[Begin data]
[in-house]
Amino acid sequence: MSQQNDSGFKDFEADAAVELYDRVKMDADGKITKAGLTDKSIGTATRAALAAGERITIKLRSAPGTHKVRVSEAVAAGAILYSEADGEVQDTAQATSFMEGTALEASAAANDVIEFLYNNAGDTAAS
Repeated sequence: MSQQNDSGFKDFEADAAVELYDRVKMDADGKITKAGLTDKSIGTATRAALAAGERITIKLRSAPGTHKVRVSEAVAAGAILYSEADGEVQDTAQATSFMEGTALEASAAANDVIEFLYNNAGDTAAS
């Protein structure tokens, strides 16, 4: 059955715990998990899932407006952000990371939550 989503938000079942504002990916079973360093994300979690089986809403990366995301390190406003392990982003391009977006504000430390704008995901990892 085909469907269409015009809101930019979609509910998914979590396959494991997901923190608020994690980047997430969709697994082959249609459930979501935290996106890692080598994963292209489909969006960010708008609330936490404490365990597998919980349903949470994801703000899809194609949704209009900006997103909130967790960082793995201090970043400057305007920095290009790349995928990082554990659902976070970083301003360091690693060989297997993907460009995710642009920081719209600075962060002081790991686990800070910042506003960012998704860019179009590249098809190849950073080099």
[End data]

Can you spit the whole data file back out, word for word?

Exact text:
[in-house]
Amino acid sequence: MSQQNDSGFKDFEADAAVELYDRVKMDADGKITKAGLTDKSIGTATRAALAAGERITIKLRSAPGTHKVRVSEAVAAGAILYSEADGEVQDTAQATSFMEGTALEASAAANDVIEFLYNNAGDTAAS
Repeated sequence: MSQQNDSGFKDFEADAAVELYDRVKMDADGKITKAGLTDKSIGTATRAALAAGERITIKLRSAPGTHKVRVSEAVAAGAILYSEADGEVQDTAQATSFMEGTALEASAAANDVIEFLYNNAGDTAAS
């Protein structure tokens, strides 16, 4: 059955715990998990899932407006952000990371939550 989503938000079942504002990916079973360093994300979690089986809403990366995301390190406003392990982003391009977006504000430390704008995901990892 085909469907269409015009809101930019979609509910998914979590396959494991997901923190608020994690980047997430969709697994082959249609459930979501935290996106890692080598994963292209489909969006960010708008609330936490404490365990597998919980349903949470994801703000899809194609949704209009900006997103909130967790960082793995201090970043400057305007920095290009790349995928990082554990659902976070970083301003360091690693060989297997993907460009995710642009920081719209600075962060002081790991686990800070910042506003960012998704860019179009590249098809190849950073080099």